As we approach Christmas, I think back to Thanksgiving night and how I basked in my triumph. I no longer have to fear the upcoming Christmas dinner because I have vanquished my enemy, my long-standing antagonist. This foe has caused me embarrassment, worry and hours of frustration. I am speaking, of course, about the holiday turkey. (I know some of you were thinking I meant mother-in-law.)
You may ask why I single out the turkey and ignore the sometimes tricky turnips, the pumpkin pie that should be ready in 70 minutes but has still not firmed up in 2 hours, or the bane of many a hostess, lumpy mashed potatoes. Oh my friends, those dishes are child’s play compared to the main event, the star from central casting, the turkey. After all, if a side dish fails, toss it. No one will notice anyway. For the pumpkin pie that will not thicken, one stands ready in the frozen food aisle to take its place.
The turkey however, is not easily replaced or dismissed. You cannot disguise its absence because the stuffing and gravy seem gratuitous without it. The green bean casserole melds with the cranberry sauce, creating an unappetizing color palette in its absence. No, you must present the granddaddy of poultry, the big kahuna of the meat case.
I am sure you are curious why I have such a bitter rivalry with the turkey. It started years ago when I was a newlywed. That first Thanksgiving was going to be my entry into the ranks of those who prepare the dinner, as opposed to those who attend as guests. I was ready to accept the responsibility being passed to me by generations that had previously carried on this tradition. Or so I thought before I tried to roast the turkey.
I did not realize that buying a frozen bird of considerable heft the day before Thanksgiving would require a long defrosting time. The first long-distance call to my mother was to find out how to rectify this situation. The second call was to find out how to get the frozen packet of giblets out of such a small orifice. The third call was to weigh the competing instructions in several cookbooks. Do I baste every half hour or do I just put the bird in and forget it for several hours?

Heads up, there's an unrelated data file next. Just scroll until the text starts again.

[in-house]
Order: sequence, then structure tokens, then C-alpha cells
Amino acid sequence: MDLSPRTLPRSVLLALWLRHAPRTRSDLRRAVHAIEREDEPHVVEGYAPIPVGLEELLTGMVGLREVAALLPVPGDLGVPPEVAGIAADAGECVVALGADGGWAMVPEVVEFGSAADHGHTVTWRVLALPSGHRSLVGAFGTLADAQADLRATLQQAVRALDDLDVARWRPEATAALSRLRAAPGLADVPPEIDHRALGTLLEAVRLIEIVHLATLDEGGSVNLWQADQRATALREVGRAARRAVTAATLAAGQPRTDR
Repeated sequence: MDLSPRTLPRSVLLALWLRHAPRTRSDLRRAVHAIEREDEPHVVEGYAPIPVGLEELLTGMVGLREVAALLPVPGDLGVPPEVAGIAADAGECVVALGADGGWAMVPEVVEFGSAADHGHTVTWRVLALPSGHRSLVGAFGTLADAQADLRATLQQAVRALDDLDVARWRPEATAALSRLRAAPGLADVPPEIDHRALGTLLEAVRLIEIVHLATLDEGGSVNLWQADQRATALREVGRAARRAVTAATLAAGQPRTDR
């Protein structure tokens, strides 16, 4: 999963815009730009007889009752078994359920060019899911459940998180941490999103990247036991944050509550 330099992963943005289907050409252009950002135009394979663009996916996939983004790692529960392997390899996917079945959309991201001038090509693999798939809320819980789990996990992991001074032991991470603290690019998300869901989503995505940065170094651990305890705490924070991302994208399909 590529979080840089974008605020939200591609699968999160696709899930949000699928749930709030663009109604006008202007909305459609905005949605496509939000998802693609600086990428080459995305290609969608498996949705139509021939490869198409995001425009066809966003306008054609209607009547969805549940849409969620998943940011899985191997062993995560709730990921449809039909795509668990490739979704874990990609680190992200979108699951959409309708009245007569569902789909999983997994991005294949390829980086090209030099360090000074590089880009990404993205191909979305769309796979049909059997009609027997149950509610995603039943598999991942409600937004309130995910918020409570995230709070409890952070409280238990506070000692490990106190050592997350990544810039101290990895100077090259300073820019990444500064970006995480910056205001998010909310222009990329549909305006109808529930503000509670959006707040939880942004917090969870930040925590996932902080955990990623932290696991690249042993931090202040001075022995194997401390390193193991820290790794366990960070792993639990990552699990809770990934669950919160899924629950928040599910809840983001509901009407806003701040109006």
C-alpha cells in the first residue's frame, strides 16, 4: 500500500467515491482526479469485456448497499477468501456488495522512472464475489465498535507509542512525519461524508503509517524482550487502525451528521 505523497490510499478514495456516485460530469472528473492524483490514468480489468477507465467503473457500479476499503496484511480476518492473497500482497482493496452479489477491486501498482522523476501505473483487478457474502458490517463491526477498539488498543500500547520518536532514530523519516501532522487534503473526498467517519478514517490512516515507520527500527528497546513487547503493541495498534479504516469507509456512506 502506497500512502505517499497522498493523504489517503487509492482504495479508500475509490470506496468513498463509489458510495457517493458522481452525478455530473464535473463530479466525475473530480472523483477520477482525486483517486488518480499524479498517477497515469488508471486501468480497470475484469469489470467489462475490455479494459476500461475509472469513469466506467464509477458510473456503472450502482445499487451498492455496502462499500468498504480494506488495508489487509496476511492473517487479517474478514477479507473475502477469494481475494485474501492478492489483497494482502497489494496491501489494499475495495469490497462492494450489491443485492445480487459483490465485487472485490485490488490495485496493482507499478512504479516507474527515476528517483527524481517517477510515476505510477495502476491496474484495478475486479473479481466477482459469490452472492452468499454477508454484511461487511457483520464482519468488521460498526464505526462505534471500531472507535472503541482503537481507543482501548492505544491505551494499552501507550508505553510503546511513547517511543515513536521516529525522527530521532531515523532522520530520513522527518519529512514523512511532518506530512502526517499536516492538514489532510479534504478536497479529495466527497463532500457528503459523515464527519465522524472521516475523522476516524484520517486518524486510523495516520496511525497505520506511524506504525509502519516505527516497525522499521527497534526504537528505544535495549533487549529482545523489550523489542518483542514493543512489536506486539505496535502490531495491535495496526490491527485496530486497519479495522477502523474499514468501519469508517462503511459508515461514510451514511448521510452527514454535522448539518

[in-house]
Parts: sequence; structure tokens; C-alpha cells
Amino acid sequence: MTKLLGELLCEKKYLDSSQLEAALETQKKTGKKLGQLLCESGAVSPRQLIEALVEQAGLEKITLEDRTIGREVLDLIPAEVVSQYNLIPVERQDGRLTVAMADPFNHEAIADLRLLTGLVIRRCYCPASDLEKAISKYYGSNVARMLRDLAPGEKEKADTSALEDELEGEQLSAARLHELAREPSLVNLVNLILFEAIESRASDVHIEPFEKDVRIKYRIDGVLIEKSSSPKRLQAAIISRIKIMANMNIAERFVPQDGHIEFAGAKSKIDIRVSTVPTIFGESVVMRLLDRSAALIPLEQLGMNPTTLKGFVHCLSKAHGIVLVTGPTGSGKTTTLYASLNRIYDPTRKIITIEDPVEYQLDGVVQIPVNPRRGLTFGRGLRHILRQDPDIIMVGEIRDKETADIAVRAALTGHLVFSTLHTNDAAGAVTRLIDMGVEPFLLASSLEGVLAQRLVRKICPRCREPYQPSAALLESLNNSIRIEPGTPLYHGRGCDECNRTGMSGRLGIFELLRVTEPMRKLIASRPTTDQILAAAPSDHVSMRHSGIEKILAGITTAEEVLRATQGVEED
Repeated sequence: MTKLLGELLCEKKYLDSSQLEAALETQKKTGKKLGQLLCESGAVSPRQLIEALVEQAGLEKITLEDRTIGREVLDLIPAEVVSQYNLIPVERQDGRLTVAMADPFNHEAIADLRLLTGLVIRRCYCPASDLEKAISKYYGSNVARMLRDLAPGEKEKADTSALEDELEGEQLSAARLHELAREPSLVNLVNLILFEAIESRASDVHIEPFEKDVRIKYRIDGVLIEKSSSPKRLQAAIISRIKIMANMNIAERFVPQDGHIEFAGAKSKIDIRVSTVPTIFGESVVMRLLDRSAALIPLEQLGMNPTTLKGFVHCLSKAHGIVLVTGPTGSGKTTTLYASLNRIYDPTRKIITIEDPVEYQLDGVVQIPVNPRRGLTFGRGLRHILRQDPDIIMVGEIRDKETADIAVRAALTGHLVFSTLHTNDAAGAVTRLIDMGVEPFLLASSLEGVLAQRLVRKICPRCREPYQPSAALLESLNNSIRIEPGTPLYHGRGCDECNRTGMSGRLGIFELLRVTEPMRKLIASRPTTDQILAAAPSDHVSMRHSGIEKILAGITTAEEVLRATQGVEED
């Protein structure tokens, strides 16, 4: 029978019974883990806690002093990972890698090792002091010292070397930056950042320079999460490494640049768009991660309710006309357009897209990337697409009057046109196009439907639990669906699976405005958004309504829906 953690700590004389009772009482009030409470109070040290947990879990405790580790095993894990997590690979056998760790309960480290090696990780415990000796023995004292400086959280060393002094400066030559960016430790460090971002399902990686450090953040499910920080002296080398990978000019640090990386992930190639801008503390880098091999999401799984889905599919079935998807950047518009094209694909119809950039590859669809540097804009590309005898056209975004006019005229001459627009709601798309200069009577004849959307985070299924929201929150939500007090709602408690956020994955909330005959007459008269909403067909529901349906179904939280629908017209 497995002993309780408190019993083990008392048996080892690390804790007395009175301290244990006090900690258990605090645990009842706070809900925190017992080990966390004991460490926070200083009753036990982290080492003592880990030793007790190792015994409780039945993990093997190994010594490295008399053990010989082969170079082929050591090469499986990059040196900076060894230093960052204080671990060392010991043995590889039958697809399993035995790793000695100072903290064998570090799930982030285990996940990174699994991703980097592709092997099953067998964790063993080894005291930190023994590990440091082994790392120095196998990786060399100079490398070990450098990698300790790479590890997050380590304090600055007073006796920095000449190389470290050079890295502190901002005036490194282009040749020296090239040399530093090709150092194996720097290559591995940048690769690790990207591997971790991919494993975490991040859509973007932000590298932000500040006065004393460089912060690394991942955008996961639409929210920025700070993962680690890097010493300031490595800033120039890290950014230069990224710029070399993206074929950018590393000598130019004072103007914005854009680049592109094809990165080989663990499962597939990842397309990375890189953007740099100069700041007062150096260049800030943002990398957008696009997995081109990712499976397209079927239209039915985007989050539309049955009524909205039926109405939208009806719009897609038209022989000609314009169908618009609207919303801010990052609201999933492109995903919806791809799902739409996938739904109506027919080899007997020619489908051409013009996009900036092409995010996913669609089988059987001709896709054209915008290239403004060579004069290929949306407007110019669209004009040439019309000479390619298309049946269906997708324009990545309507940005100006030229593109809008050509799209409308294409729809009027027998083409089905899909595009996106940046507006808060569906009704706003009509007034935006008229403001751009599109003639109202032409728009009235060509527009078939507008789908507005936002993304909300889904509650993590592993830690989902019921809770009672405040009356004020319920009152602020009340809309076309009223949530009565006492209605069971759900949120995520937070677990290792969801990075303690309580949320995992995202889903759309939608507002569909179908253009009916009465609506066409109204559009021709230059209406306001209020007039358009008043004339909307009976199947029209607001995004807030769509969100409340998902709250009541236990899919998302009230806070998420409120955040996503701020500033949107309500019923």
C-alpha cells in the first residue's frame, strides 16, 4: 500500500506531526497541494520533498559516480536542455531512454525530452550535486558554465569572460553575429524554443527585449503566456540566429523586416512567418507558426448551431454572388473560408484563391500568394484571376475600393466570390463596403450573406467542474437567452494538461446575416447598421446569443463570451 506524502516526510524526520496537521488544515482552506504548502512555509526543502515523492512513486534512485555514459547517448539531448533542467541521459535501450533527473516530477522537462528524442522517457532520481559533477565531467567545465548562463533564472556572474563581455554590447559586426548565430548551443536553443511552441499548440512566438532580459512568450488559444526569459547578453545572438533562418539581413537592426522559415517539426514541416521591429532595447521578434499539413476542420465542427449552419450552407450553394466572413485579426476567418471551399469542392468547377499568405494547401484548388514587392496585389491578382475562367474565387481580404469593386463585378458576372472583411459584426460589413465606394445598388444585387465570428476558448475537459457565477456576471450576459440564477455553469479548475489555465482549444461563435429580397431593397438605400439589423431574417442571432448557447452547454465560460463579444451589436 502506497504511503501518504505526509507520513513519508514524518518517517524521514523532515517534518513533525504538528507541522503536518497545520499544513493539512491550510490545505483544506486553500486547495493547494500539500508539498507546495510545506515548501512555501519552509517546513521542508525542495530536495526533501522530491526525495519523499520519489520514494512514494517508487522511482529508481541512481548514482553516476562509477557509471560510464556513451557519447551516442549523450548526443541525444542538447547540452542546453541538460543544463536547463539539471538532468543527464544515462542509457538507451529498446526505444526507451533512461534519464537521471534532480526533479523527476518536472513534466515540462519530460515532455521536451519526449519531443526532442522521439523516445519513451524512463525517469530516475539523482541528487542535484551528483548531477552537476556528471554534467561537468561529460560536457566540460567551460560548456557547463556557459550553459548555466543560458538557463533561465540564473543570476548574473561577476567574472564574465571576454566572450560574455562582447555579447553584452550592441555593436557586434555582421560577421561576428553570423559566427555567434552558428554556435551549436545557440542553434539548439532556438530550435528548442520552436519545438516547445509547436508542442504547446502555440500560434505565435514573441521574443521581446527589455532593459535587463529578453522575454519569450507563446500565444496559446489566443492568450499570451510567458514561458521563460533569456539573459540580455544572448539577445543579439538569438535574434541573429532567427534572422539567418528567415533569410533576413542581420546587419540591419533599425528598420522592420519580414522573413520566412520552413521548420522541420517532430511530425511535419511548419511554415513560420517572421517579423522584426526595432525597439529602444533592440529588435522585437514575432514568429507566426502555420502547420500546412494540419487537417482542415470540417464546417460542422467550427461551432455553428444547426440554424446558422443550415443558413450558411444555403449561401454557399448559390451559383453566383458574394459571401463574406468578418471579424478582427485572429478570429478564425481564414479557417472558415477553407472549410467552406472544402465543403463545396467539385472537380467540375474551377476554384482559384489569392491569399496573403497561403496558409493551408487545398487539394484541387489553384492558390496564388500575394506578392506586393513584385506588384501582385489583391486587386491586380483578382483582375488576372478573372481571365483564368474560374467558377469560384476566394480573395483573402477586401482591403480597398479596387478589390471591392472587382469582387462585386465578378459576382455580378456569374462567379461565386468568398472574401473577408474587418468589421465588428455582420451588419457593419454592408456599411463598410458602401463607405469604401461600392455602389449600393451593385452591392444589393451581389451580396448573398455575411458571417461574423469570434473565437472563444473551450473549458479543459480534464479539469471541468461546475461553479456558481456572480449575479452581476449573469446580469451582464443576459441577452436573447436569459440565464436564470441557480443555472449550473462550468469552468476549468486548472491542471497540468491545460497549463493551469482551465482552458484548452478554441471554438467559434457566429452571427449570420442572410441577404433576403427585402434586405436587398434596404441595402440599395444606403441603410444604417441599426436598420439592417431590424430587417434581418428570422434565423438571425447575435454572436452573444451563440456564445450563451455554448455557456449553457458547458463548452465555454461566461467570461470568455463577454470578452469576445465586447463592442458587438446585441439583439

The second year brought a new challenge. I had learned from the previous experience. I bought a bird and gave it ample time to defrost. I expertly extracted the giblets and determined that basting every half an hour put a serious crimp in my schedule. However, I did not anticipate a second packet of extraneous turkey parts would be crammed into another turkey orifice. I am happy to report that the plastic material does not melt in a 325 oven, even after several hours.
Year three brought the turkey breast with no orifices to explore. Since this was much smaller than a full bird, I decided I did not need a roasting pan, as a small glass pan should suffice. While plastic packets do not melt at 325, glass pans do create smoke. Then they proceed to fill your house with unpleasant fumes and set off your smoke detectors, which in turn scare pets and small children.
In the intervening years, my parents visited at Thanksgiving or Christmas and Mom tackled the turkey. Some years we were invited to the homes of friends and family for dinner and I secretly took comfort in the turkey anxiety of other hostesses.
But this year a miracle occurred. Thanksgiving went off without a hitch and I am already making the guest list for Christmas dinner. There is no longer fear, trepidation, or an outbreak of hives in my home at the mere mention of turkey. I discovered that my local grocer would sell me a complete holiday turkey dinner, already cooked! And that is how I conquered my adversary, the holiday turkey.